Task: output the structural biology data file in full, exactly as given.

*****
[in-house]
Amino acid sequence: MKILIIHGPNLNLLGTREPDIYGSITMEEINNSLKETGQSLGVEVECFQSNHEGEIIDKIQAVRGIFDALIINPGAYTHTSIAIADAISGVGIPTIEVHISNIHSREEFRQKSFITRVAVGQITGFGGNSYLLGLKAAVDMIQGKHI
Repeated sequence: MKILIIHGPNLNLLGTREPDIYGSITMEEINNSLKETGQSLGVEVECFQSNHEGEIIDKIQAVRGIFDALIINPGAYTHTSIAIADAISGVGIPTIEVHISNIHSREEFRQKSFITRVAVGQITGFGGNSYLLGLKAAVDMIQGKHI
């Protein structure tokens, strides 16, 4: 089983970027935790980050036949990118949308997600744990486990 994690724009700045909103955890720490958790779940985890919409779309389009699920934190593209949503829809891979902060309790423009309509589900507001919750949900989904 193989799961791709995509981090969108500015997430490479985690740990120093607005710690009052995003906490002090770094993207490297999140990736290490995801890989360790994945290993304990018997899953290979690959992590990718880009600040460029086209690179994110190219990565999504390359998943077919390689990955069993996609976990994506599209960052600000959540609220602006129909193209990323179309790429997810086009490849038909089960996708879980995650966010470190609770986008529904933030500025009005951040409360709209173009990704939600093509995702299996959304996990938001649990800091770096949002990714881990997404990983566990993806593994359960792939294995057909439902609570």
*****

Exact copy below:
[in-house]
Amino acid sequence: MKILIIHGPNLNLLGTREPDIYGSITMEEINNSLKETGQSLGVEVECFQSNHEGEIIDKIQAVRGIFDALIINPGAYTHTSIAIADAISGVGIPTIEVHISNIHSREEFRQKSFITRVAVGQITGFGGNSYLLGLKAAVDMIQGKHI
Repeated sequence: MKILIIHGPNLNLLGTREPDIYGSITMEEINNSLKETGQSLGVEVECFQSNHEGEIIDKIQAVRGIFDALIINPGAYTHTSIAIADAISGVGIPTIEVHISNIHSREEFRQKSFITRVAVGQITGFGGNSYLLGLKAAVDMIQGKHI
């Protein structure tokens, strides 16, 4: 089983970027935790980050036949990118949308997600744990486990 994690724009700045909103955890720490958790779940985890919409779309389009699920934190593209949503829809891979902060309790423009309509589900507001919750949900989904 193989799961791709995509981090969108500015997430490479985690740990120093607005710690009052995003906490002090770094993207490297999140990736290490995801890989360790994945290993304990018997899953290979690959992590990718880009600040460029086209690179994110190219990565999504390359998943077919390689990955069993996609976990994506599209960052600000959540609220602006129909193209990323179309790429997810086009490849038909089960996708879980995650966010470190609770986008529904933030500025009005951040409360709209173009990704939600093509995702299996959304996990938001649990800091770096949002990714881990997404990983566990993806593994359960792939294995057909439902609570």